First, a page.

Thursday, July 19, 2007

Aboriginal Sovereignty, by Henry Reynolds

The title of this book immediately makes you think of some far looney-left concept. Aboriginal Sovereignty? There’s only room for one sovereign in this country, and that’s the one derived from our democratic parliamentary system, a system that came into place thanks to the British deciding to use Australia as a penal colony.

I’ve read several of Henry Reynolds’ books on Aboriginal Australia, which I found utterly fascinating. Reynolds trawls through all of the newspapers of the past to find fascinating – and in our day, disturbing – attitudes to ‘the first nations’, the Aboriginal people. In our so called multicultural day, how easily you forget that modern, federated Australia was officially a white country.

A few years ago Germaine Greer wrote an essay in which she said Australia was a black country, and for her efforts she received a fair amount of ridicule. Reading this book made me realise more than ever how Australia really is a black country like Africa. The only difference is the number of whites/Europeans far outnumber the indigenous population. We all still live on the coast, the majority of us never venturing into Australia’s heart land.

The first voyages that discovered Australia noted that there were indigenous tribes living on the coast. These early explorers, however, didn’t think that the Aboriginal people could make a living inland. Aboriginals must have been hunters, unable to work crops on the land. No one thought that the Aborigines had mastered the inland of Australia. How wrong they were, and how strange that we never absorbed Aboriginal culture. Why don’t whites go ‘walkabout’ in central Australia?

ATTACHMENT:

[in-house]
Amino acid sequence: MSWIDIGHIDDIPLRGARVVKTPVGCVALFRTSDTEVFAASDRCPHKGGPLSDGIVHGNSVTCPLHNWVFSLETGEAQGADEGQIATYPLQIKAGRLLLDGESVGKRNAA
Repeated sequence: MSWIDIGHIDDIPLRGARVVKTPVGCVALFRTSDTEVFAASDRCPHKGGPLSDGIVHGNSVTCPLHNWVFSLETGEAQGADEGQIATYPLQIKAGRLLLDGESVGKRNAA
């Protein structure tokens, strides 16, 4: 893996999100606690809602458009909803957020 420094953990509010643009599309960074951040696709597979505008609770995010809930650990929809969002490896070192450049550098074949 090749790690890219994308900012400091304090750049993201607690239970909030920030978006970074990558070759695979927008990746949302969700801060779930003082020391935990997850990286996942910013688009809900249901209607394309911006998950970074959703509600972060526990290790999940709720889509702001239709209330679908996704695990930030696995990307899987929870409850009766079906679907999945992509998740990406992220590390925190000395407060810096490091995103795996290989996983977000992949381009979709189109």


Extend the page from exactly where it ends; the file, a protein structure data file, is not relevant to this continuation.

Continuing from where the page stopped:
Anyhoo, I digress. The basic problem that Reynolds sets out in this book is that there are some 5000 nations in the world, that is, ethnic groups with their own culture and customs. Yet the world has only 200 nation states. ‘How will the world manage this profound misfit?’ Reynolds asks.

In Australia we have the Mabo case. This showed that Aboriginals do hold native title in certain circumstances. Reynolds shows that this is only one half of the equation. The other half is for courts to recognise that Aboriginals also hold some form of sovereignty.

Aboriginal Sovereignty provides a close study of nineteenth century jurisprudence on the subject. What we may think of as an extremist notion, did not appear so to judges and legal experts a century ago.

White Australians thought the Aboriginal people would merely die out eventually. That wishful thinking never happened. Terra Nullius – the idea that no one was really here before white settlement – was blown out the water by the Mabo judgement. Who’s not to say that a court one day may grant some type of Aboriginal Sovereignty?

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